The clutch couples engine power to the six-speed gearbox for the final deliver to the rear wheel via chain drive. Being a triple, you really have to wind it up to get the power out of it, but in the (top) end, it delivers some fun numbers. We have a claimed 64.5 pound-feet of torque at 8,500 rpm, backed up by 113 ponies at 10 grand. Bear in mind this bike is only 430 pounds soaking wet, so this is plenty of power for some serious shenanigannery.

Pricing

Yamaha XSR900

MSRP on the 2017 XSR900 is $9,499 — essentially the same as last year. Yamaha covers your new ride with a one-year limited factory warranty.

Competitors

Yamaha XSR900

Yamaha compared the XSR900 to the Ducati Scrambler, but that didn’t quite seem apples-to-apples to me. Isn’t it funny how the manufacturer always wins their head-to-head when they get to pick the competitor? They want Ducati ? Okay, let’s see what else is in their stable that I might like better in a head-to-head.

The XSR900 has a certain “Mad Max” air about it, so I decided to pair it off against one of my favorite Max-tastic Ducatis, the Monster 821 . Although the Monster frame isn’t quite as artistic as the XSR, Trellis frames have an intrinsic charm all their own and the Ducati’s bones come off looking pretty sharp, if not as sharp as the XSR. Both bikes carry a clean, naked-bike panache that almost seems to try to conceal their street-legal status. Lean as a snake and trimmed down to the core, these two are like different sides of the same coin.

The three-banger, 847 cc XSR mill wins in displacement, if only by a few cubes over the L-twin, 821 cc Testastretta plant. Power numbers are nearly identical in spite of the difference in configuration. Ducati’s Desmodromic Testastretta cranks out 65.8 pound-feet at 7,750 rpm and 112 horsepower at 9,250 rpm with Yamaha’s Cross Plane Concept engine hot on its heels giving up 64.5 pounds of grunt at 8,500 rpm and 113 ponies at 10,000 rpm. Close enough. Since both bikes carry ABS, R-b-W throttles, rider modes and traction control, neither gains an upper hand in gadgetry either. In short, a race between the two will be decided by rider skill, not machine.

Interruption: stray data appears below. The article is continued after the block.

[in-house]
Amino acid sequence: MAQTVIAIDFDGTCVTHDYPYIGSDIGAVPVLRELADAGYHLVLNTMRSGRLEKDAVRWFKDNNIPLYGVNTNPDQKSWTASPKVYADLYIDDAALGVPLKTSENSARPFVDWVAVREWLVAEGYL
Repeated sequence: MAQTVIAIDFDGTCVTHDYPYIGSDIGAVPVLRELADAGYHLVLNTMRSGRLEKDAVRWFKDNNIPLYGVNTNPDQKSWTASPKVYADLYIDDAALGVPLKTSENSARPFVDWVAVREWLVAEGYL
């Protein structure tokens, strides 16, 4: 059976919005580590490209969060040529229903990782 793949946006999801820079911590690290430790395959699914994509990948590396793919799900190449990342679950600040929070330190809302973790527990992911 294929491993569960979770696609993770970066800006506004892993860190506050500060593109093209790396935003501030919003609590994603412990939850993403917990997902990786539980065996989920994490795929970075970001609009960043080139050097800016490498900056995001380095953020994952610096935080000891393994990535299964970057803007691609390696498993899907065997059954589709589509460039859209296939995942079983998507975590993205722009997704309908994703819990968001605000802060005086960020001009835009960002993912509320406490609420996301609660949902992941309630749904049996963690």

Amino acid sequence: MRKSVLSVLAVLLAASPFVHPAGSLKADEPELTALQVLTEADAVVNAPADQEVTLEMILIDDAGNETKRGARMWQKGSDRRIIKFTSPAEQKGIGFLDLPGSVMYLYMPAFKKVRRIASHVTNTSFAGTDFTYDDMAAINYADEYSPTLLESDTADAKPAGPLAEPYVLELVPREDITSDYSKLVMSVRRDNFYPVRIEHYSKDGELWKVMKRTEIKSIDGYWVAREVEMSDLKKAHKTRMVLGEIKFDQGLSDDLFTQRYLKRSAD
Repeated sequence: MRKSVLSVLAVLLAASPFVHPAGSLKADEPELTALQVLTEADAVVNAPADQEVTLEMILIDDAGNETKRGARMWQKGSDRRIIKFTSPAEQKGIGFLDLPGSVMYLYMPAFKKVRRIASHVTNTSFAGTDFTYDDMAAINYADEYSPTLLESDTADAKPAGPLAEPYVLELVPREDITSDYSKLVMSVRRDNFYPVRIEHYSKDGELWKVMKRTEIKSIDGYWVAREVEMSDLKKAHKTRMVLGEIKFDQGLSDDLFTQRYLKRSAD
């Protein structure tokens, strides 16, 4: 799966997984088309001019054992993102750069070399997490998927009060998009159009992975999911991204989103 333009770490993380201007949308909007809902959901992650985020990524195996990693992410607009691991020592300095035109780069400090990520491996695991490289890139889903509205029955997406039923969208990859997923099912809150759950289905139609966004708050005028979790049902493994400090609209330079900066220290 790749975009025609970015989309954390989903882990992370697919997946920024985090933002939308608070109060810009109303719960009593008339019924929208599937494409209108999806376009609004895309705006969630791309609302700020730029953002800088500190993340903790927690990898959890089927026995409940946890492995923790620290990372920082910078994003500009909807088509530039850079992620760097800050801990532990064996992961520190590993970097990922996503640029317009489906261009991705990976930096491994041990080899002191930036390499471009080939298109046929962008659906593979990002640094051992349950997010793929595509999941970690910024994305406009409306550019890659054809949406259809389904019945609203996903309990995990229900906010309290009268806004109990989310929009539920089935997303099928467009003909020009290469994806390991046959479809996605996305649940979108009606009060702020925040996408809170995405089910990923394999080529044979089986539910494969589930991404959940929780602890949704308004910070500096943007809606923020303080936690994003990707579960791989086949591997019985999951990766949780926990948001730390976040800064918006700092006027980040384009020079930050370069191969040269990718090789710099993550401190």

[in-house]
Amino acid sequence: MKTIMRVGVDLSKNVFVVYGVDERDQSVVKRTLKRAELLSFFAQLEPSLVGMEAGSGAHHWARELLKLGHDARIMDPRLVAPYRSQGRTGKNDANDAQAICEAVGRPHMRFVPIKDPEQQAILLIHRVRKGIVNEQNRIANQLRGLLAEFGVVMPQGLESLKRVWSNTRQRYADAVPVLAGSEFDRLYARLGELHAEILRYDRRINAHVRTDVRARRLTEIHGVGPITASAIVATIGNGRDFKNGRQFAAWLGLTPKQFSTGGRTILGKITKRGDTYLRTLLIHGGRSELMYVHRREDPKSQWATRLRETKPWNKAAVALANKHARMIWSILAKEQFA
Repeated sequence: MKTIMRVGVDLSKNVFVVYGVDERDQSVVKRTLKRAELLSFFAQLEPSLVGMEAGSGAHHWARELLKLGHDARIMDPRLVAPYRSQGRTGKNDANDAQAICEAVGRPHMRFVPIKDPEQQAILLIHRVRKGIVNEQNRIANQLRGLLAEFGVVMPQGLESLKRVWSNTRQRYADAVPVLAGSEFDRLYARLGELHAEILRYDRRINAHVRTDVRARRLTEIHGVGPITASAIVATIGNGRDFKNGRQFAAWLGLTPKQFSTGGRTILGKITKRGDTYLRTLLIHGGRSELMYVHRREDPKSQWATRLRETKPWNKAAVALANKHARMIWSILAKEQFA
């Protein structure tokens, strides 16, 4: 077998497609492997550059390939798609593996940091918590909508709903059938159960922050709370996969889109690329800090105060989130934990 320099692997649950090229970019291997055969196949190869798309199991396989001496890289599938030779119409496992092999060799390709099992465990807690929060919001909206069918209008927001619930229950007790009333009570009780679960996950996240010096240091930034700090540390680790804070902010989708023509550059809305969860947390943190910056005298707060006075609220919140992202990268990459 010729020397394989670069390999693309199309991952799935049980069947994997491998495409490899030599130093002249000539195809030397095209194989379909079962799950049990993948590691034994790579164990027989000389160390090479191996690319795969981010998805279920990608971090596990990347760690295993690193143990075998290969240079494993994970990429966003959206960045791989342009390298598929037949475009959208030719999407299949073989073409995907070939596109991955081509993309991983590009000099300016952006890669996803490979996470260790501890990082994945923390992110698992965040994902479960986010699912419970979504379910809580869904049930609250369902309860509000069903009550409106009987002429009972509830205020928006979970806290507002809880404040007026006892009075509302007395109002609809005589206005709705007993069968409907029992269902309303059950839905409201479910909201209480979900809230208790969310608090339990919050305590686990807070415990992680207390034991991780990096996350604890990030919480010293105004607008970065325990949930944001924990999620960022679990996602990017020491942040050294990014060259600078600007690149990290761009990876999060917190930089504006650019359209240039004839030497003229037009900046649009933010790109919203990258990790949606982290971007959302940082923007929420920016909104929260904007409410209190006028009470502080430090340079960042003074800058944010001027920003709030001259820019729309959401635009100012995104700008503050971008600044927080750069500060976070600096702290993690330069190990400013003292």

Yamaha scores at the till with a $9,499 sticker on the base model. A bit lower than the $11,795 sticker on the Monster, and given the similarities in looks, performance and gadgetry, I’m not sure I could justify paying that much more if I had to choose between the two. I think Yamaha really hit the nail on the head with the XSR900.

2016_yamahaxsr900-18

He Said

My husband and fellow writer, TJ Hinton, says, “I like it. Kind of tough, really bare, and I gotta say I’m feeling both the shape of the subframe/saddle area and the black, bolt-up console. The artsy exoskeleton is just icing on the cake, and I would point out that the traction control and rider modes? Yeah. Usually don’t see them on bikes under the 10K mark. Kudos on that Yamaha.”

She Said

“All things considered, it’s a nice bike with prime customization potential. The ground clearance makes the seat height a bit tall, speaking as a height-challenged rider, but the compact size and gutsy performance make it a nice weekender. The not-too-bad fuel economy make it a potential commuter and all for an affordable price. I started out thinking this is a nice little bike and now that I’ve had a chance to really look at it, I’m now thinking, ’Wow, this is a nice little bike.’ I wonder how it would do with some street knobbies for a little scrambler action.”

Specifications

Engine:
Engine Type: 847cc liquid-cooled DOHC inline 3-cylinder 4- stroke; 12 valves
Bore x Stroke: 78.0mm x 59.1mm
Compression Ratio: 11.5:1
Fuel Delivery: Yamaha Fuel Injection with YCC-T
Ignition: TCI: Transistor Controlled Ignition
Transmission: 6-speed; multiplate assist-and-slipper wet clutch
Final Drive: Chain
Chassis:
Suspension / Front: 41mm inverted fork, adjustable preload and rebound damping; 5.4-in travel
Suspension / Rear: Single shock, adjustable preload and rebound damping; 5.1-in travel
Brakes / Front: Dual 298mm discs; ABS
Brakes / Rear: 245mm disc; ABS
Tires / Front: 120/70ZR17
Tires / Rear: 180/55ZR17
Dimensions:
L x W x H: 81.7 in x 32.1 in x 44.9 in
Seat Height: 32.7 in
Wheelbase: 56.7 in
Rake (Caster Angle): 25.0°
Trail: 4.1 in
Maximum Ground Clearance: 5.3 in
Fuel Capacity: 3.7 gal
Fuel Economy: 44 mpg
Wet Weight: 430 lb
Warranty: 1 Year (Limited Factory Warranty)
Color:
2016: Matte Gray/Aluminum, 60th-Anniversary Yellow
2017: Titanium Blue
Price:
2016: $9,490; 60th-Anniversary Yellow – $9,990
2017: $9,499

(topspeed.com, https://goo.gl/JUrG3p)